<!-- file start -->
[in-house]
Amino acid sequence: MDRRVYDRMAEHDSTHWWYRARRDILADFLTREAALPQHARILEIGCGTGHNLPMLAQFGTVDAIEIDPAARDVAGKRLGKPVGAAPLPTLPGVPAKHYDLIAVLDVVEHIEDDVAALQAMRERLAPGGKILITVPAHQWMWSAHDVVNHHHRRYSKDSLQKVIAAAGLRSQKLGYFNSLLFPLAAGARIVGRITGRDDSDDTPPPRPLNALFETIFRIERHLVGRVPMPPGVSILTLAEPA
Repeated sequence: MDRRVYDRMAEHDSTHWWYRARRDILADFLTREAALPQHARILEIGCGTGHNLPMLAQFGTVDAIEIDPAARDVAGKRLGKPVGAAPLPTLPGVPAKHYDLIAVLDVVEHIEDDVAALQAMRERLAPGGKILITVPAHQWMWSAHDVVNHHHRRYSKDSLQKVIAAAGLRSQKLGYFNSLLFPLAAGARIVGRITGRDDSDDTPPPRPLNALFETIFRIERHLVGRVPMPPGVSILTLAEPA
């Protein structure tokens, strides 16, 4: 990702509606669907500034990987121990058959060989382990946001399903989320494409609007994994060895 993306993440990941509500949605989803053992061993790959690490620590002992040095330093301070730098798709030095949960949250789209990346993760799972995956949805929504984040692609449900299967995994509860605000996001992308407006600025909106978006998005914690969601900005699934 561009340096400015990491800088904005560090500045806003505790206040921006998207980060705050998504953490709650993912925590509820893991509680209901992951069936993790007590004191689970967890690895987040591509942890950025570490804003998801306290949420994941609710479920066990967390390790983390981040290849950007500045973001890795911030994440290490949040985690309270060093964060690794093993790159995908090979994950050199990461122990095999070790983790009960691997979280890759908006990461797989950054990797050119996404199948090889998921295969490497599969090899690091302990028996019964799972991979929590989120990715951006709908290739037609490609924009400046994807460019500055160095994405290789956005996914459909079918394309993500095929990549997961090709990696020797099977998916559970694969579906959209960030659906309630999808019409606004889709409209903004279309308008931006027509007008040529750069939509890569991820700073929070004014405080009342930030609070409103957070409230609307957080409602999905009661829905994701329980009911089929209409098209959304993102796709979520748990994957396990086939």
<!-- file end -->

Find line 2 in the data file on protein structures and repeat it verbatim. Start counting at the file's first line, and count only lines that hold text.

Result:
Amino acid sequence: MDRRVYDRMAEHDSTHWWYRARRDILADFLTREAALPQHARILEIGCGTGHNLPMLAQFGTVDAIEIDPAARDVAGKRLGKPVGAAPLPTLPGVPAKHYDLIAVLDVVEHIEDDVAALQAMRERLAPGGKILITVPAHQWMWSAHDVVNHHHRRYSKDSLQKVIAAAGLRSQKLGYFNSLLFPLAAGARIVGRITGRDDSDDTPPPRPLNALFETIFRIERHLVGRVPMPPGVSILTLAEPA